First, let’s quickly overview PIPEA: What is it?

The Personal Information Protection and Electronic Documents Act, also known as PIPEDA, is a law passed by the Parliament of Canada respecting privacy for the private sector and applies to personal information collected during the course of commercial activities. (Wikipedia contributors, 2018)

What employers have to work within PIPEDA??

Any employer who falls under federal jurisdiction in the Constitution of Canada.

Those areas being:

  • banks (but not provincial credit unions).
  • marine shipping, ferry and port services.
  • air transportation, including airports, aerodromes and airlines.
  • railway and road transportation that involves crossing provincial or international borders.
  • canals, pipelines, tunnels and bridges (crossing provincial borders).
  • telephone, telegraph, and cable systems.
  • radio and television broadcasting.
  • grain elevators, feed and seed mills.
  • uranium mining and processing.
  • businesses dealing with the protection of fisheries as a natural resource.
  • many First Nation activities.
  • most federal Crown corporations.
  • private businesses necessary to the operation of a federal act. (Government of Canada, 2018)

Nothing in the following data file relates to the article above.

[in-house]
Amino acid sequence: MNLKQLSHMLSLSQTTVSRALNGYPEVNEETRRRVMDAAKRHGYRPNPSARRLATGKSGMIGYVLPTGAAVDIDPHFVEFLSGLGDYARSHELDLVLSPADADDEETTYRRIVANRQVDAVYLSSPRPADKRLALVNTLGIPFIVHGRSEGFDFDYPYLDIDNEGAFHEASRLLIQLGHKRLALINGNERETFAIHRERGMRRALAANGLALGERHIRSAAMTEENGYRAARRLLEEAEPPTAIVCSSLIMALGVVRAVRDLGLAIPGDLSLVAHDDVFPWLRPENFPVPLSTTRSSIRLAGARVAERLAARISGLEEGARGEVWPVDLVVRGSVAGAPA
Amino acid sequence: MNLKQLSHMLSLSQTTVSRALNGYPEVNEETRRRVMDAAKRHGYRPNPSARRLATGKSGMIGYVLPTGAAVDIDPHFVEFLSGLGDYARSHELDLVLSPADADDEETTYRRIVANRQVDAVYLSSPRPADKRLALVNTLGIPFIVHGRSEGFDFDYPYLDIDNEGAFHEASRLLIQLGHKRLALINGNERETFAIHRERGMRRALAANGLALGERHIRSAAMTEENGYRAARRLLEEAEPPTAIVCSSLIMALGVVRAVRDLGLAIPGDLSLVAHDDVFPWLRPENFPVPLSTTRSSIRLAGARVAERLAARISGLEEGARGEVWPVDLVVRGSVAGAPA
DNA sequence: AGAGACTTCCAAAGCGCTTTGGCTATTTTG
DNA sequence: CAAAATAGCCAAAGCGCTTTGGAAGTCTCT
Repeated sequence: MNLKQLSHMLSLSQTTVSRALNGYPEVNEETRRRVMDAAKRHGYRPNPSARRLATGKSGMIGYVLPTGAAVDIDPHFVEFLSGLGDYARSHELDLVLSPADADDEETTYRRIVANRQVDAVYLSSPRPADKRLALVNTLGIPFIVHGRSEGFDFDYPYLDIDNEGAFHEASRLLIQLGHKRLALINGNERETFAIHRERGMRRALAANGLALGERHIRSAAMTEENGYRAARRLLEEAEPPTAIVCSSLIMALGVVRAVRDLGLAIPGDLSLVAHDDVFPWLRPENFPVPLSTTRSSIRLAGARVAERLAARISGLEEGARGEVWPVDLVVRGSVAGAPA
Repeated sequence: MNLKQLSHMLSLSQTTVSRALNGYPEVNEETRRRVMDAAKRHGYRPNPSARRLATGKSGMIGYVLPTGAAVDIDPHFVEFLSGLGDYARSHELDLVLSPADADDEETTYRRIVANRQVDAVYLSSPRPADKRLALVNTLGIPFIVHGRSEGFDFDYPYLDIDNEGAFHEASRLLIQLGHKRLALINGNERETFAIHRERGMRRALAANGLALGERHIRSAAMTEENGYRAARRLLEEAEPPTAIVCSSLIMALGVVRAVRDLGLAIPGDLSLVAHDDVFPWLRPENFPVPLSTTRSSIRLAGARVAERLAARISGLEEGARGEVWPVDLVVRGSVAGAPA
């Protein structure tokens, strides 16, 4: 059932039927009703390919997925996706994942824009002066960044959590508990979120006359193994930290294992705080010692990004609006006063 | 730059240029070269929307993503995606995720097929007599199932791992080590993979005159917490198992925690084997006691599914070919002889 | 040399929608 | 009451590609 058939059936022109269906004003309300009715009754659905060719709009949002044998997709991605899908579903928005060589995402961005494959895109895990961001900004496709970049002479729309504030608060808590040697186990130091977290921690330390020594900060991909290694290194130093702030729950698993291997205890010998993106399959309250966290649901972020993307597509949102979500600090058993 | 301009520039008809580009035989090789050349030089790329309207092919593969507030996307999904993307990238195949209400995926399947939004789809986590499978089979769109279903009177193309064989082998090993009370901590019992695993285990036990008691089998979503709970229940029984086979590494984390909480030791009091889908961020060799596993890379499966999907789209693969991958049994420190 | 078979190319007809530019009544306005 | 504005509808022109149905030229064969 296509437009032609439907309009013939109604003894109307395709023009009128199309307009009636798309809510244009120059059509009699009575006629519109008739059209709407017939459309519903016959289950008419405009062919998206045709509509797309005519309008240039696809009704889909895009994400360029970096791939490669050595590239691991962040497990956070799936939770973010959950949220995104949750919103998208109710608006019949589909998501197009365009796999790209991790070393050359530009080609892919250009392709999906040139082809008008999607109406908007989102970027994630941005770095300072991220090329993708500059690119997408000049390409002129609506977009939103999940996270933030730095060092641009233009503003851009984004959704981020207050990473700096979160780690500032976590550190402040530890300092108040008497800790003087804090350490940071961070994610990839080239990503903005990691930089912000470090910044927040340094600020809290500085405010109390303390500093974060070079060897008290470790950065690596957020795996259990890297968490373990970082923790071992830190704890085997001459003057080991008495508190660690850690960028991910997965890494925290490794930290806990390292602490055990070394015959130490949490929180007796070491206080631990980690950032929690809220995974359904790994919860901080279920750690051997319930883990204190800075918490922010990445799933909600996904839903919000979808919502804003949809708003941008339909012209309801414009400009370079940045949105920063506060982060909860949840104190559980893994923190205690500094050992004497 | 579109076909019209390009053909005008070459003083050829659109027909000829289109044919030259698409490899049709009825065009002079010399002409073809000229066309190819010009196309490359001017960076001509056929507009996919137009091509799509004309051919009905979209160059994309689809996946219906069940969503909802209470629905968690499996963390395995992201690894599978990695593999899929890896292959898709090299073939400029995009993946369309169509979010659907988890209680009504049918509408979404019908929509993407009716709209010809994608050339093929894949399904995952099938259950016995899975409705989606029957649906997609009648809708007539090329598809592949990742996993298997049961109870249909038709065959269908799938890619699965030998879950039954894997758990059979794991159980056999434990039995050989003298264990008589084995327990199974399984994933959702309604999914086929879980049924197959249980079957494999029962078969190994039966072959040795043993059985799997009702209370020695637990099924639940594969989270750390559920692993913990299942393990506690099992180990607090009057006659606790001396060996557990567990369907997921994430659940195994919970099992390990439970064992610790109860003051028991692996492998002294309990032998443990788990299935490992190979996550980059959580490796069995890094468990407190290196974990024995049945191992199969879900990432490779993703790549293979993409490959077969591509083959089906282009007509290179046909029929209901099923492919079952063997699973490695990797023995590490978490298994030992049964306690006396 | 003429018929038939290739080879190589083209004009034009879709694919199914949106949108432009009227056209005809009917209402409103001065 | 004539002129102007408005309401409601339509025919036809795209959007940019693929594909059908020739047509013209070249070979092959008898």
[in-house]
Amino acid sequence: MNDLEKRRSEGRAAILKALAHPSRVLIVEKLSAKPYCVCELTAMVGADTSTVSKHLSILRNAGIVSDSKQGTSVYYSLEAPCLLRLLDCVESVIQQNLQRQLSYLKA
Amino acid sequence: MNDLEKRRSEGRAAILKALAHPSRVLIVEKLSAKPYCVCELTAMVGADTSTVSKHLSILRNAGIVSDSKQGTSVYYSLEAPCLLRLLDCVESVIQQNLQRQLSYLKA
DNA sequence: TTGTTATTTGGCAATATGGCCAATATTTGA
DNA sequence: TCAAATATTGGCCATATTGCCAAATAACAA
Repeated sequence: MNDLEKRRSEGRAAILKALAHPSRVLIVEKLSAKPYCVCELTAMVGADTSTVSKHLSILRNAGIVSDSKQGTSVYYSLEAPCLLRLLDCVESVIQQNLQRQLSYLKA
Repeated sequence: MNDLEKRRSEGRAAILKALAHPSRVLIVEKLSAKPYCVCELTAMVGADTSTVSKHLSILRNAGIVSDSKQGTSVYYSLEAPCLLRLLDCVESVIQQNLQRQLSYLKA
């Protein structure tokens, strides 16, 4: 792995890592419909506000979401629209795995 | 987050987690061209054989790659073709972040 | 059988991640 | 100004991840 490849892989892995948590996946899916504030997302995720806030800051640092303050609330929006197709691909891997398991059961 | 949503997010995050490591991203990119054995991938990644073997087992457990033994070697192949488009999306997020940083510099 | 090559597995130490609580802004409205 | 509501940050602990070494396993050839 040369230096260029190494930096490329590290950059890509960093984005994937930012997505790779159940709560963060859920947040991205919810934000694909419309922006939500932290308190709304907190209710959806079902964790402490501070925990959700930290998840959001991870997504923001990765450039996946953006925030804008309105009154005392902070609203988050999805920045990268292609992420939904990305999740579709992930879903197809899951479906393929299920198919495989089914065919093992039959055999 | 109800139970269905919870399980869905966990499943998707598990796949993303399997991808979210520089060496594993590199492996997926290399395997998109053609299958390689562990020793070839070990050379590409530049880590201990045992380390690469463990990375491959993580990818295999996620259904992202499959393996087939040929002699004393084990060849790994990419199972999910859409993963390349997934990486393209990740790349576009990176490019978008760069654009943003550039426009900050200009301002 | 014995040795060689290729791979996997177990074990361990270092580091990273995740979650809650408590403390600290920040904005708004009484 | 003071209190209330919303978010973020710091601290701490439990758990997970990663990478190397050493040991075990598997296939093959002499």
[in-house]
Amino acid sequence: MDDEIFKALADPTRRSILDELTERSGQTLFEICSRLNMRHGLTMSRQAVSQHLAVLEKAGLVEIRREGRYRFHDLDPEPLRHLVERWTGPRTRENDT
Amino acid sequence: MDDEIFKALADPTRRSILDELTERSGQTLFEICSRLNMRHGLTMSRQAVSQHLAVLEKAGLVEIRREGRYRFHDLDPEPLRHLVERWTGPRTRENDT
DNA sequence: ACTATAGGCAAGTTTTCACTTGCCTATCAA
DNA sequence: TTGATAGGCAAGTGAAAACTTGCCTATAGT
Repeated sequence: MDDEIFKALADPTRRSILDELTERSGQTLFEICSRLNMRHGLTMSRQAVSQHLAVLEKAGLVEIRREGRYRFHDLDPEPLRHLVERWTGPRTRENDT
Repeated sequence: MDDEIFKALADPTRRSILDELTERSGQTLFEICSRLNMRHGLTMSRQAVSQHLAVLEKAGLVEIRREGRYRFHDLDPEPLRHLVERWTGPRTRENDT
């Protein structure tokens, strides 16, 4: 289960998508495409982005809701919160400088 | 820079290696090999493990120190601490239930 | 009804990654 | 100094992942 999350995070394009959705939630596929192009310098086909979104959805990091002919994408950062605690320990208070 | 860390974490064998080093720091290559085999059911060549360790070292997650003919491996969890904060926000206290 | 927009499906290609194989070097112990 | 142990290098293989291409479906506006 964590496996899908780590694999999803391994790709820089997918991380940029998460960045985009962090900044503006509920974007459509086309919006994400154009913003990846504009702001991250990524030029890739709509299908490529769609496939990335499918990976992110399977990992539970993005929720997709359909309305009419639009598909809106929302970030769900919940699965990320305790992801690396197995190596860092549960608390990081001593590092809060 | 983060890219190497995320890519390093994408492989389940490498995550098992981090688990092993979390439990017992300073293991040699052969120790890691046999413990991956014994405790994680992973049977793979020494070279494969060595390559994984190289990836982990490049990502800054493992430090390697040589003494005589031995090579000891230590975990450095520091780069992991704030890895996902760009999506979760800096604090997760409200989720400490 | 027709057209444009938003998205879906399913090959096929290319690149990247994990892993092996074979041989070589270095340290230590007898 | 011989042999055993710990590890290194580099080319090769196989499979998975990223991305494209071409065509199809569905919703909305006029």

Specific employers include but are not limited to:

Government of Canada and most federal Crown corporations such as Canada Post, Banks (Bank of Montreal, RBC, Scotiabank, Tangerine), Airlines (Air Canada, Porter, Westjet), and Phone and cable companies (Bell Canada, Rogers, Telus), for examples.

What are federal employers’ obligations under PIPEDA?

  • obtain consent when they collect, use, or disclose their personal information;
  • supply an individual with a product or a service even if they refuse consent for the collection, use or disclosure of your personal information unless that information is essential to the transaction;
  • collect information by fair and lawful means; and
  • have personal information policies that are clear, understandable and readily available. (Wikipedia contributors, 2018)

What are federal employees’ rights under PIPEDA?

PIPEDA gives employees the right to:

  • know why an organization collects, uses or discloses their personal information;